31

I am currently working in a big company and we have serious latency issues. This is happening in a process control system, and is unacceptable (Open a valve sometimes take 2 minutes before command start)

I want to double-check when the network team says "everything is alright on the network". So, I want to create a loop that pings the server and writes the result in a text file.

I am not a batch expert, but do you think this code is correct to use?

@ECHO OFF

:LOOPSTART

time /T
ping xxx.xx.x.x  -t >> filename.txt
sleep -m 3000

GOTO LOOPSTART
3

12 Answers 12

37

Looks fine to me, but there's no need to loop it if you want to continuously ping the IP. Then you could simply do it like this:

@ECHO OFF
set IPADDRESS=x.x.x.x
ping %IPADDRESS% -t >> filename.txt

If you want to ping every X minute, use the loop:

@ECHO OFF
set IPADDRESS=x.x.x.x
set INTERVAL=60
:PINGINTERVAL
ping %IPADDRESS% -n 1 >> filename.txt
timeout %INTERVAL%
GOTO PINGINTERVAL

As you can see I replaced the sleep command with timeout. That's because sleep isn't always available on some systems whereas timeout usually is.

Missing sleep or timeout commands on your system? Don't fret. Just replace timeout with the following hack:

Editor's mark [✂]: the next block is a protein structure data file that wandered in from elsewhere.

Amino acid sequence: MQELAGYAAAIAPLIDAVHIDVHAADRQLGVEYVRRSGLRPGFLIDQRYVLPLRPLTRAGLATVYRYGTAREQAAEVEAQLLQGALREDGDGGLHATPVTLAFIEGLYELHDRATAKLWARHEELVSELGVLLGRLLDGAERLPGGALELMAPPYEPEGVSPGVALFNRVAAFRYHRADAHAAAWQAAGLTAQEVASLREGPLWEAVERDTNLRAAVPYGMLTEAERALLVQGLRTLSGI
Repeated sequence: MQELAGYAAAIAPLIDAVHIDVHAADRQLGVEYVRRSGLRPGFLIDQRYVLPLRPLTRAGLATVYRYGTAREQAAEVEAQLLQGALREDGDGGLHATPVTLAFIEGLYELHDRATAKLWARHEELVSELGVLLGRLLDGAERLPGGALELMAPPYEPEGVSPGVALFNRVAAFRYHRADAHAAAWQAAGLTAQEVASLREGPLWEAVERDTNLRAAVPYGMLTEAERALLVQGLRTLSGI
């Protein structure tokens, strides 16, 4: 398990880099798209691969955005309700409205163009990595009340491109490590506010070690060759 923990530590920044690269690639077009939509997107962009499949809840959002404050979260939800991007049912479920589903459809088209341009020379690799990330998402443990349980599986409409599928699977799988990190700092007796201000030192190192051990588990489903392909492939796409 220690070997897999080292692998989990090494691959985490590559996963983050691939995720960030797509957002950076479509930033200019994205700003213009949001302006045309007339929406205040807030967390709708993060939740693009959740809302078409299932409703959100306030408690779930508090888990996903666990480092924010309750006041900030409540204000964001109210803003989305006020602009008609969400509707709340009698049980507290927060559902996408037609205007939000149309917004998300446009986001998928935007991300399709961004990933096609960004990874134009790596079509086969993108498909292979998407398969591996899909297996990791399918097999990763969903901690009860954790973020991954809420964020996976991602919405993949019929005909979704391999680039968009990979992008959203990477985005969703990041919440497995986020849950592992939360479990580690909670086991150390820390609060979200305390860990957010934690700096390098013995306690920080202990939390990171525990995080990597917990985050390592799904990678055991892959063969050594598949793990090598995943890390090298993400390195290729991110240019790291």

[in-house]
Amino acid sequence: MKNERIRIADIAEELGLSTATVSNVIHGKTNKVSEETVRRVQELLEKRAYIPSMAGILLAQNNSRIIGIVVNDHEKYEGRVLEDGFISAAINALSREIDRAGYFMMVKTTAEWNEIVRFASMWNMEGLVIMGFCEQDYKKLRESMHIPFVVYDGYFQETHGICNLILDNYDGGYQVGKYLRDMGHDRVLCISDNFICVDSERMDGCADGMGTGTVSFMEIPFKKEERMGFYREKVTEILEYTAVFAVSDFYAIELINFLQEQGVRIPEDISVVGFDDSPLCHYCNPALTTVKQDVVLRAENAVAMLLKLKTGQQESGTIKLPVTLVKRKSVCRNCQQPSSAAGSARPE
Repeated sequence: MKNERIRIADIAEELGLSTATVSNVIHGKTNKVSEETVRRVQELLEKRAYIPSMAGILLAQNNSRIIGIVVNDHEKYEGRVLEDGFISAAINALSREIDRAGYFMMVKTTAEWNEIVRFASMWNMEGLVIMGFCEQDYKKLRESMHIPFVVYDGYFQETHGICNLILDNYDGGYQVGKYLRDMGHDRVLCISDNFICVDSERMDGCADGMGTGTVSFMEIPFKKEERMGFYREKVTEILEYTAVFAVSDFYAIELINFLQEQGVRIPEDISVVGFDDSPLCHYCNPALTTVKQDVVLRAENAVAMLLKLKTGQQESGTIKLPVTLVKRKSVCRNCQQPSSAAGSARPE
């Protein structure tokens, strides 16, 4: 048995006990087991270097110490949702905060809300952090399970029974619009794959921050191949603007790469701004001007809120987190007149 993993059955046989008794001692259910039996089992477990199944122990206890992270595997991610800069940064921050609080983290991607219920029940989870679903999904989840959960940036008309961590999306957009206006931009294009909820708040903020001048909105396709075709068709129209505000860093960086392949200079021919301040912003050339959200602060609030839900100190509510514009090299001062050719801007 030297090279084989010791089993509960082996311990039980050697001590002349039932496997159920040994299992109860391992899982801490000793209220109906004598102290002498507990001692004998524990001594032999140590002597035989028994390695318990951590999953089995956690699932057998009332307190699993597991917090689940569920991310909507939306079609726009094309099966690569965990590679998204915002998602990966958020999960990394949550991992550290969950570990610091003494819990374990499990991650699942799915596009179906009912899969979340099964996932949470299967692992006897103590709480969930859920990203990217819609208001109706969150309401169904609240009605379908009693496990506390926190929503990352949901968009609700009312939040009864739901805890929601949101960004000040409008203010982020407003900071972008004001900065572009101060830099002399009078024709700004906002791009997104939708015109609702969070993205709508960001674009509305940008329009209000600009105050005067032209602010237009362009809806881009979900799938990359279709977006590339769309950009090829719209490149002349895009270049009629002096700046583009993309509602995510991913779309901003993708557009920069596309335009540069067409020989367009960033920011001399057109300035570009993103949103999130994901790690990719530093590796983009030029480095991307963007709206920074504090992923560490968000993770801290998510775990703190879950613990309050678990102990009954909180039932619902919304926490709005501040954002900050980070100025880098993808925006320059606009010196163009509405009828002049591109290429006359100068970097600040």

@ping 127.0.0.1 -n %INTERVAL% > nul

This hack simply pings your local address, and since it will respond instantly we can use this to emulate a delay in execution.

6
  • timeout is not recognized as an internal or external command – Waza_Be Oct 11 '11 at 8:02
  • @Profete162, do you have the sleep command then? If so, just replace timeout with sleep. What version of Windows are you doing this? – mekwall Oct 11 '11 at 8:14
  • Same for sleep... I am using win XP Professional – Waza_Be Oct 11 '11 at 8:21
  • 1
    @Profete162, old school! :) I'll add a secondary method which you can use when those commands are missing. – mekwall Oct 11 '11 at 8:22
  • Why is there need a file? – Jovylle Bermudez Jul 18 '20 at 2:08
3

For a one-liner solution use the following:

cmd /v /c "(for /l %a in () do @for /f "tokens=*" %b in ('ping -w 1000 -n 1 xxx.xxx.xxx.xxx ^| findstr "Reply Request Unknown Destination"') do @echo !DATE! !TIME! %b & timeout 3000 >NUL) > pingtestresults.txt"

NB:

  1. you can replace xxx.xxx.xxx.xxx with google.com
  2. to edit the interval change the 3000 to 60 (for 1 minutes) or 10 (for 10 seconds)
  3. if you need to put this command in batch file (.bat or .cmd), then make sure you replace % with %%
1

The question is not quite clear. Apparently there is no use in continuous loop in a batch file appending to a file. Especially when this batch file is started by a repeating external event... unless you want to fill up the disk space... or to initiate tons of command prompts and choke the system...

My assumption is there should be some time period for testing and then the batch should end. I also assume that today most of the MS Windows are equipped with Powershell, which might become useful for this case. Here is the twoliner:

powershell "get-date | out-file <log filename>"
powershell "test-connection <IP> -delay <interval> -count <how many pings> | out-file -append <log filename>"

This can be put in a batch file, or run as a powershell script, in this case remove 'powershell' and the double quotes.

Still, bash on Windows seems to be the best option...

1

For a Windows solution, if you are willing to install wtee.exe, the following will work (pingloop.bat):